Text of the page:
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Lower Rim 1,3-Di{bis(2-picolyl)}amide Derivative of Calix[4]arene (L) as Ratiometric Primary Sensor toward Ag+ and the Complex of Ag+ as Secondary Sensor toward Cys: Experimental, Computational, and Microscopy Studies and INHIBIT Logic Gate Properties of L

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posted on 06.11.2009, 00:00 by Roymon Joseph, Balaji Ramanujam, Amitabha Acharya, Chebrolu P. Rao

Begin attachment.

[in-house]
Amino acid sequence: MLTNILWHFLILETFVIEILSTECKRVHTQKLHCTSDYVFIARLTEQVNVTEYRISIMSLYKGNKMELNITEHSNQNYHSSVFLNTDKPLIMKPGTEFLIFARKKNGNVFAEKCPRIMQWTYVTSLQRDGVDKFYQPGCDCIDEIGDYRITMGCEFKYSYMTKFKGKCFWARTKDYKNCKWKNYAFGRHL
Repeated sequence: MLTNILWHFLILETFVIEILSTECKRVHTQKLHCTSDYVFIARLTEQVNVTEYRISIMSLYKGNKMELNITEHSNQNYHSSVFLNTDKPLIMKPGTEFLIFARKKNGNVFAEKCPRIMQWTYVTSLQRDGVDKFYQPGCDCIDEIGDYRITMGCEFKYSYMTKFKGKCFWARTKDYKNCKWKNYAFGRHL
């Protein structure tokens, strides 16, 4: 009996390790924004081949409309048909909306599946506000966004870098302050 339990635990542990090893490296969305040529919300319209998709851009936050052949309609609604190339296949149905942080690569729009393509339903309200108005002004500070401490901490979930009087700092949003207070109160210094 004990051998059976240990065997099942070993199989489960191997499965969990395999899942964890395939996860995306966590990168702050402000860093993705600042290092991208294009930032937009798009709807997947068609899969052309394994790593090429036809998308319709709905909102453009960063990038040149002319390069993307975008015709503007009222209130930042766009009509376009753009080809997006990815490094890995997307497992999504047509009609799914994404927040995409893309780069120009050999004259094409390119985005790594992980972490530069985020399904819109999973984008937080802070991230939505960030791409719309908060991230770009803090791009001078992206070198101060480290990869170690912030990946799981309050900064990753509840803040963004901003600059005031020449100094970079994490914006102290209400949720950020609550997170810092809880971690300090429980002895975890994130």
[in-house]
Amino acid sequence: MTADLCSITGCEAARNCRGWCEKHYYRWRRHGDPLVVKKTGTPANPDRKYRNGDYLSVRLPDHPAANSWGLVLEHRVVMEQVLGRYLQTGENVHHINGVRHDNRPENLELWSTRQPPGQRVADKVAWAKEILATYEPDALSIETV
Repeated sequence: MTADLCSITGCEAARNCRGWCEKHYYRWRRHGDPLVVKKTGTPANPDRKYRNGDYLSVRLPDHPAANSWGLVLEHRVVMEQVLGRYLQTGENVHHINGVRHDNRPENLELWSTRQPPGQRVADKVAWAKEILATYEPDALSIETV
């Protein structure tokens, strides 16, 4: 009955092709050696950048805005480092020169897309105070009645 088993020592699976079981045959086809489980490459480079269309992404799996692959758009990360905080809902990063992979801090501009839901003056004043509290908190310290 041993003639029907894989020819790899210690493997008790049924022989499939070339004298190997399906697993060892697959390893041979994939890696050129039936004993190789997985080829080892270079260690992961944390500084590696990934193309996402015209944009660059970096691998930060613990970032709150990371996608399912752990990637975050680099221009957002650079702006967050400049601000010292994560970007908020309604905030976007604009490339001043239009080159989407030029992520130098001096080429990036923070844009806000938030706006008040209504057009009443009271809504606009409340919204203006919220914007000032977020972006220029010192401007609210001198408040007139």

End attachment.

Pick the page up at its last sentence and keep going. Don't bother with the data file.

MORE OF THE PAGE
A structurally characterized lower rim 1,3-di{bis(2-picolyl)}amide derivative of calix[4]arene (L) exhibits high selectivity toward Ag+ by forming a 1:1 complex, among nine other biologically important metal ions, viz., Na+, K+, Mg2+, Ca2+, Mn2+, Fe2+, Co2+, Ni2+, and Zn2+, as studied by fluorescence, absorption, and 1H NMR spectroscopy. The 1:1 complex formed between L and Ag+ has been further proven on the basis of ESI mass spectrometry and has been shown to have an association constant, Ka, of 11117 ± 190 M−1 based on fluorescence data. L acts as a primary ratiometric sensor toward Ag+ by switch-on fluorescence and exhibits a lowest detectable concentration of 450 ppb. DFT computational studies carried out in mimicking the formation of a 1:1 complex between L and Ag+ resulted in a tetrahedral complex wherein the nitrogens of all four pyridyl moieties present on both arms are being coordinated. Whereas these pyridyls are located farther apart in the crystal structure, appropriate dihedral changes are induced in the arms in the presence of silver ion in order to form a coordination complex. Even the nanostructural features obtained in TEM clearly differentiates L from its Ag+ complex. The in situ prepared silver complex of L detects Cys ratiometrically among the naturally occurring amino acids to a lowest concentration of 514 ppb by releasing L from the complex followed by formation of the cysteine complex of Ag+. These were demonstrated on the basis of emission, absorption, 1H NMR, and ESI mass spectra. The INH logic gate has also been generated by choosing Ag+ and Cys as input and by monitoring the output signal at 445 nm that originates from the excimer emission of L in the presence of Ag+. Thus L is a potential primary sensor toward Ag+ and is a secondary sensor toward Cys.